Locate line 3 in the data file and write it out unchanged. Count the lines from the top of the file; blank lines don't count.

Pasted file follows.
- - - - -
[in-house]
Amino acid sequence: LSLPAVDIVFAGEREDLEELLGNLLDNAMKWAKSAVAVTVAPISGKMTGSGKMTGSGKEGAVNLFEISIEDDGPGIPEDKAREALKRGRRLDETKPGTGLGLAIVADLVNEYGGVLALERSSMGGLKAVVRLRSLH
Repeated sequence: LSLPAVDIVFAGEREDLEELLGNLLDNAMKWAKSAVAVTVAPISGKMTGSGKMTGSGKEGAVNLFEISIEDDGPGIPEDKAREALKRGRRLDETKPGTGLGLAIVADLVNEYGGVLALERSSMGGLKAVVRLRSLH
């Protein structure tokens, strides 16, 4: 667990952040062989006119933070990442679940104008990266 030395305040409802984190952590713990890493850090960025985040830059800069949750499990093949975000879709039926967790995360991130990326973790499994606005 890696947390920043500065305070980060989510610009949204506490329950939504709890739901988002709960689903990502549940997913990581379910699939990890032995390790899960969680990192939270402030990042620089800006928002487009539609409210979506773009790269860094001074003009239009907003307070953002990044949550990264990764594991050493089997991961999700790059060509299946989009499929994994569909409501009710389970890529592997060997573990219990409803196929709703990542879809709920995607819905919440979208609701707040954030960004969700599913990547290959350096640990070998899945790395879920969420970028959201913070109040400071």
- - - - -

Repeated sequence: LSLPAVDIVFAGEREDLEELLGNLLDNAMKWAKSAVAVTVAPISGKMTGSGKMTGSGKEGAVNLFEISIEDDGPGIPEDKAREALKRGRRLDETKPGTGLGLAIVADLVNEYGGVLALERSSMGGLKAVVRLRSLH